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Hardiness Training

Workplace stress can destroy your productivity and ruin your health. Here’s one way to deal with it.

By Michael H. Kahn, Ph.D.

Insurance and financial advisors have much greater demands on their mental, emotional and physical strength than do world-class athletes. Athletes typically expend a huge amount of energy for a short time, like the length of a game. Then they have time off until the next game. The time off allows them to recover and regain their energy.

Like most successful advisors, you are probably on a career path that demands performing at peak physical, emotional and mental levels for 10 to 14 hours a day, five or six days a week, for months at a time. Your life is filled with stress. And you know this long-term stress is going to remain a part of your life until you reach your goals.

A coach can help you develop a strategy to not only endure long-term stress, but to perform better in the face of it as well. But you need to call upon your strength, talent and skill to make yourself hardy.

Hardiness
Being hardy means being a willow tree rather than an oak—strong, yet able to withstand storms with flexibility and resilience. Not only can you learn to handle stress, you can even thrive in spite of it. But you need to cultivate an inner strength that you can reliably call upon in a difficult situation. Your will is your ally. When your motivation is weak, you should be able to count on your will to mobilize your resources and meet the challenge.

Regulating your energy
A core component of hardiness is being able to regulate your energy and pace yourself to sustain the strength you need to deal with stress.

Psychologists say the human body has natural rhythms that allow us to perform at peak levels for up to 90 minutes. Then we require a rest period to recover energy. We can override these take-a-break signals by force of will or by drinking coffee, but doing this continuously leads to a decrease in quality of work and eventual breakdown.

To regulate your energy, you need to find time for the necessary mental, physical, emotional and spiritual recovery you need. The impact of sustained high stress on your body depends on how well you balance performance pressure with meeting your recovery needs through relaxation, fun and play.

Being hardy means being a willow tree rather than an oak—strong, yet able to withstand storms with flexibility and resilience.

Harnessing energy
For an example, let’s look at one of my clients: Alex had just started a new job as partner in a fast-paced financial services firm. He believed that this job would be the foundation of his professional life for the next decade. His goal was to reduce his work hours while maintaining a stable income. Alex was aware of the challenges he faced attempting this transition after 20 years in financial services. He also saw that the pressures of his new position would be immense, especially during his first year.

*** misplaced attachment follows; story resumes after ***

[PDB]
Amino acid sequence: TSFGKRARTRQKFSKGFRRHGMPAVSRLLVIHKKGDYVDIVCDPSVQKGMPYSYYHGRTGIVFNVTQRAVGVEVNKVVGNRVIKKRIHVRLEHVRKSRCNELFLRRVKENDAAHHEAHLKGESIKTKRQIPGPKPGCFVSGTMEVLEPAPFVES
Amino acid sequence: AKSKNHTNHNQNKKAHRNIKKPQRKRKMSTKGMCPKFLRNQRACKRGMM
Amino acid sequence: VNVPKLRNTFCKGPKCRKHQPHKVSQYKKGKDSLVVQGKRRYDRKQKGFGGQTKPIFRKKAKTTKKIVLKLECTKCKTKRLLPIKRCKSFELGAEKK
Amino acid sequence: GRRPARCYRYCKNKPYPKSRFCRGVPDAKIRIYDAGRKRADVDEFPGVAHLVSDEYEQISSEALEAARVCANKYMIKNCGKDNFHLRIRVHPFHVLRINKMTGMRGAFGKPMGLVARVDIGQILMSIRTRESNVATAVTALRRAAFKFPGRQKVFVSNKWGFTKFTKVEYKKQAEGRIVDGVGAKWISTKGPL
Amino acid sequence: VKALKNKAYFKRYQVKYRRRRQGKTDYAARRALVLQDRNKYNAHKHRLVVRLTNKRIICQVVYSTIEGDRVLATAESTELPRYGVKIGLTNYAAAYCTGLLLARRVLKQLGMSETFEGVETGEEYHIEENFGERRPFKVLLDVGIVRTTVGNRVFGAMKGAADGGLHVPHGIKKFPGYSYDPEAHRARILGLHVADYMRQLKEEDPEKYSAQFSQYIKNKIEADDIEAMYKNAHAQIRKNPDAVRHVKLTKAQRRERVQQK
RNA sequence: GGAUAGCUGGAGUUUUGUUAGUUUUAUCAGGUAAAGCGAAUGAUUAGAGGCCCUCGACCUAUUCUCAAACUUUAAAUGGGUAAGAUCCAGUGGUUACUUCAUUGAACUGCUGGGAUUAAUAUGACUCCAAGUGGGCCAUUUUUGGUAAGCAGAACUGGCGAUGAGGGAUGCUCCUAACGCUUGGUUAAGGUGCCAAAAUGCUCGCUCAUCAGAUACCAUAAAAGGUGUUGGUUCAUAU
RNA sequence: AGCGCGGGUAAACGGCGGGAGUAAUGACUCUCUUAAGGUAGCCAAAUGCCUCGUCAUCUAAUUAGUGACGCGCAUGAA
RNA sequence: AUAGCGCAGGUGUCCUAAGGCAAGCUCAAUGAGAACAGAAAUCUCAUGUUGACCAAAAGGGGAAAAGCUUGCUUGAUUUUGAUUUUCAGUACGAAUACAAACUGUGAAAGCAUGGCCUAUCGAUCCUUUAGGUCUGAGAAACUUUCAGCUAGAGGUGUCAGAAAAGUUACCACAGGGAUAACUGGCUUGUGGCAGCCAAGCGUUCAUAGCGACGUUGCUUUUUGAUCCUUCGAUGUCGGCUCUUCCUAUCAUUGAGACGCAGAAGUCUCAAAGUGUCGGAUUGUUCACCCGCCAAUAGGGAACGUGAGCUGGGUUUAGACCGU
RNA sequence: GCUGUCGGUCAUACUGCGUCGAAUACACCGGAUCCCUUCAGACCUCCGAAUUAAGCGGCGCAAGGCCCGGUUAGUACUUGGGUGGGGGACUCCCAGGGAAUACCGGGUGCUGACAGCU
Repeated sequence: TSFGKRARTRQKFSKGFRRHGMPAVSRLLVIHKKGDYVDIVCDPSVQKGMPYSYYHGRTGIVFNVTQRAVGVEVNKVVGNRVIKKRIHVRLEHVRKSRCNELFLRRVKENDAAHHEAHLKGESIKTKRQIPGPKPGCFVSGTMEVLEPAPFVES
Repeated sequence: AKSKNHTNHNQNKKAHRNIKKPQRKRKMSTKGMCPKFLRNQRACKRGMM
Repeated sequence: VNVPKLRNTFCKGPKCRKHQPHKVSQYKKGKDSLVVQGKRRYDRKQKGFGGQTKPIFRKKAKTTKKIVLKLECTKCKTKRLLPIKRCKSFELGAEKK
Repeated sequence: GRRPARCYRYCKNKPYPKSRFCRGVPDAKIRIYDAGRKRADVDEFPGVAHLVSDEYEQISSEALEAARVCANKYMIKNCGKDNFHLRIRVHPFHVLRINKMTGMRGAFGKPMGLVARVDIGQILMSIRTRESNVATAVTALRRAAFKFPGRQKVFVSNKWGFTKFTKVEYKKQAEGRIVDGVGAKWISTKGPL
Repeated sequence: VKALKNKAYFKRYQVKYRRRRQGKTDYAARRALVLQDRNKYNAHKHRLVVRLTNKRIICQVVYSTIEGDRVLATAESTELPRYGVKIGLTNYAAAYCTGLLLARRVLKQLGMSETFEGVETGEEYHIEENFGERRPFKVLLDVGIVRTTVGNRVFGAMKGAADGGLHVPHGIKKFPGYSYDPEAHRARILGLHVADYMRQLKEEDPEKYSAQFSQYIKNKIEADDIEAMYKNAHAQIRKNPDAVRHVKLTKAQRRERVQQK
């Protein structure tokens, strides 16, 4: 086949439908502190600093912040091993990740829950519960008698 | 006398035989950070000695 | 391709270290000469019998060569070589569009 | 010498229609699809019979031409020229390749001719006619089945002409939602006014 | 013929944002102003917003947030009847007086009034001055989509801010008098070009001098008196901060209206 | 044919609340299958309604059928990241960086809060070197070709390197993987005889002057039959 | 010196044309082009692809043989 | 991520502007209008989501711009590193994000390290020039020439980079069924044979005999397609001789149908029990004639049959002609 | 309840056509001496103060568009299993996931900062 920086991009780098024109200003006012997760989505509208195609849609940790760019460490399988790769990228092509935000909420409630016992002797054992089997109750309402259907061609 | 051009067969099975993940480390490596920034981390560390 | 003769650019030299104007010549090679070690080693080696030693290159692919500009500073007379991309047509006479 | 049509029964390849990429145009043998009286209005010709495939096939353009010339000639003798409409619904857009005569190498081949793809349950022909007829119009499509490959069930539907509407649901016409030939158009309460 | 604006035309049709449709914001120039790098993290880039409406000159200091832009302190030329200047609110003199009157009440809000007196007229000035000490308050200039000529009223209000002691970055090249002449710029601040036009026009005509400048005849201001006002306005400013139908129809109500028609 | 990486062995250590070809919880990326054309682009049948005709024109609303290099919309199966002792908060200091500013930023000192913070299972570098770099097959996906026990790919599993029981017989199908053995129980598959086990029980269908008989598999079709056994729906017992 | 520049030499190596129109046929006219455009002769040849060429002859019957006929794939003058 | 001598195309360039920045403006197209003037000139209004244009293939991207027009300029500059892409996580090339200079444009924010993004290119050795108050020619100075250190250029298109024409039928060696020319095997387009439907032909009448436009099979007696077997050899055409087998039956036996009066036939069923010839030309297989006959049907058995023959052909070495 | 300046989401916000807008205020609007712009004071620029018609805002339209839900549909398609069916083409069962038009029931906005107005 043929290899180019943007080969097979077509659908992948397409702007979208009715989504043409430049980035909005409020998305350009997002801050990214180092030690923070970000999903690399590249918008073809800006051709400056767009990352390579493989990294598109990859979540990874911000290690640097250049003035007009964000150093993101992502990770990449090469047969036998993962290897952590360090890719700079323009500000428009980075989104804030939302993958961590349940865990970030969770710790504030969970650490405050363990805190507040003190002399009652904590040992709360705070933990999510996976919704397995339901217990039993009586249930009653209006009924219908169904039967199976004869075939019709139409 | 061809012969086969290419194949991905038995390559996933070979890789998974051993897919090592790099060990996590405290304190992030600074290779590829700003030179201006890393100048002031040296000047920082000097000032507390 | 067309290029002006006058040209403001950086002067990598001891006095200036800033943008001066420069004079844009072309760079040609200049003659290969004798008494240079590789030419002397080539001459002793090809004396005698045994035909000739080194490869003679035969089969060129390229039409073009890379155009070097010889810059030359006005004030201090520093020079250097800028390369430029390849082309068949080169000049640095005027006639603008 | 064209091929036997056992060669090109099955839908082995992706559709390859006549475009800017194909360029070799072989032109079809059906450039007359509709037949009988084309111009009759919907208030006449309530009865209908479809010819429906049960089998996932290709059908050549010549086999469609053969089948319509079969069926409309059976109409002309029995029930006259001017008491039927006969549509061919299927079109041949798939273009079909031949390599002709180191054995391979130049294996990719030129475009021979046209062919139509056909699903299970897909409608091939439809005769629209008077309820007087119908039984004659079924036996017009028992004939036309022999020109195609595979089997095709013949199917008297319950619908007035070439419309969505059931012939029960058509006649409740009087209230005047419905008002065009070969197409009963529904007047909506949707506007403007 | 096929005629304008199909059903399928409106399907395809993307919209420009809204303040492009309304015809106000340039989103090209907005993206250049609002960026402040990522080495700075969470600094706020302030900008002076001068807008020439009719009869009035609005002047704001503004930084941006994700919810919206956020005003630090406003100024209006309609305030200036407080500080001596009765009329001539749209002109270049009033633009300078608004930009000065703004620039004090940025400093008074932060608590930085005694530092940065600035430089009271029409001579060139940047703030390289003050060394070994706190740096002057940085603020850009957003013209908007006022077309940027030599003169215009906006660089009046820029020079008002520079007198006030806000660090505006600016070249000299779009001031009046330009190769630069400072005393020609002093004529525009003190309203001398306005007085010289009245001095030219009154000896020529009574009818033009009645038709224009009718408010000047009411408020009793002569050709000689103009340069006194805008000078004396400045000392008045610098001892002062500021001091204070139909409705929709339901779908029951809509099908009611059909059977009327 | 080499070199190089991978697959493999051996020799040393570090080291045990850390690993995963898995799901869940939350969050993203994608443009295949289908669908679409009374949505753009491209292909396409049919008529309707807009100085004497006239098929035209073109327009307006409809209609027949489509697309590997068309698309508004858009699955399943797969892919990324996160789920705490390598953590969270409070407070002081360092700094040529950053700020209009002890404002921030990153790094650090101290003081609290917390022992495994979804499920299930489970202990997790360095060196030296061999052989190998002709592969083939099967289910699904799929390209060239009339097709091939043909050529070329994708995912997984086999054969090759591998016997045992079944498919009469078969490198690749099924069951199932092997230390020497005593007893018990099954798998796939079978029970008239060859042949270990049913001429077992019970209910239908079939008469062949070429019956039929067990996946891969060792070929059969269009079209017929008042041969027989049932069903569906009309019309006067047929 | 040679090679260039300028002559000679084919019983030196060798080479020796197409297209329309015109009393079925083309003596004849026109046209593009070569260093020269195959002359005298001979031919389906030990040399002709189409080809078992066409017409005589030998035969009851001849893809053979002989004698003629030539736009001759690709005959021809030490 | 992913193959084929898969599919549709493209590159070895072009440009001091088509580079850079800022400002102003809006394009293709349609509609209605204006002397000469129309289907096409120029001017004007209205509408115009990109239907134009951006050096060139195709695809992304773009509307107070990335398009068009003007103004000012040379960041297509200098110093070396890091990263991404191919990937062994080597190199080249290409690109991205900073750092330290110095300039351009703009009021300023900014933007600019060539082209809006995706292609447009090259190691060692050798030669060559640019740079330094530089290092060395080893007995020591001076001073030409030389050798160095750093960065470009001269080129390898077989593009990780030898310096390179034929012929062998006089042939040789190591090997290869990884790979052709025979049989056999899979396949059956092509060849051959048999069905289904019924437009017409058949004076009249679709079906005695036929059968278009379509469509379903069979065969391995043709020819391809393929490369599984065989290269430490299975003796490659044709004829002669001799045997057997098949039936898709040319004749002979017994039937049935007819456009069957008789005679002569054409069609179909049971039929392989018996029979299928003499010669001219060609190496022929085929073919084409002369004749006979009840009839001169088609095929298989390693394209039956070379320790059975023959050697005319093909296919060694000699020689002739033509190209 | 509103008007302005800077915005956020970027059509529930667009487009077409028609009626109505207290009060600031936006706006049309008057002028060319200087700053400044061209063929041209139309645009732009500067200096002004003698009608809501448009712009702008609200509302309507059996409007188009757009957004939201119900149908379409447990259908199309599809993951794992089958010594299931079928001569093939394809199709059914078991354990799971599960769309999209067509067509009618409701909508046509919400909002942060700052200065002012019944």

Alex was committed to sustaining a consistently high level of performance at work and preserving the high level of involvement with his wife and two children. He also knew that multiple work pressures could exacerbate his stomach ulcers. Clearly, he needed a coping strategy.

I recommended he start by training for maximum physical and mental recovery. This would provide a foundation for optimizing his energy output regardless of the nature of the stress, while helping him sustain satisfying family relations and good health. Alex needed to schedule breaks in his workday and learn relaxation techniques.

We scheduled strategic recovery periods into each workday that would become part of Alex’s routine. The schedule included one five-minute break every 90 minutes. During the break, Alex would stretch, take a walk, have a small, nutritious snack, drink water or perform a relaxation exercise. At the end of the workday, he took a 10-minute break during which he imagined how he wanted to greet his family upon returning home that night.

Additionally, Alex designated 25 minutes each day for an extended recovery period. At first, he balked at this since his days were already packed, but he agreed to try it for a week, taking a shorter lunch break and taking a longer break at mid-afternoon. He tried it and said the extra break time improved his work performance and reduced tension.

A hardy start
At the beginning of each workday, take five minutes to do the following:

  • Find a space to be quiet and alone.
  • Meditate on your career and personal goals.
  • Schedule five-minute recovery breaks every 90 minutes to stretch, take a walk, do a relaxation exercise, drink water or have a snack.
  • Schedule one 25-minute recovery break in the middle of the day. Find a space where you can be quiet and alone, and perform a relaxation technique, meditate or listen to calming music.

Michael H. Kahn, Ph.D., a personal coach and psychologist, is founder of Hardiness for Hard Times, in Severna Park, Md., a service that provides stress-management training for professionals. Contact him at mhk@hardiness.com.

 


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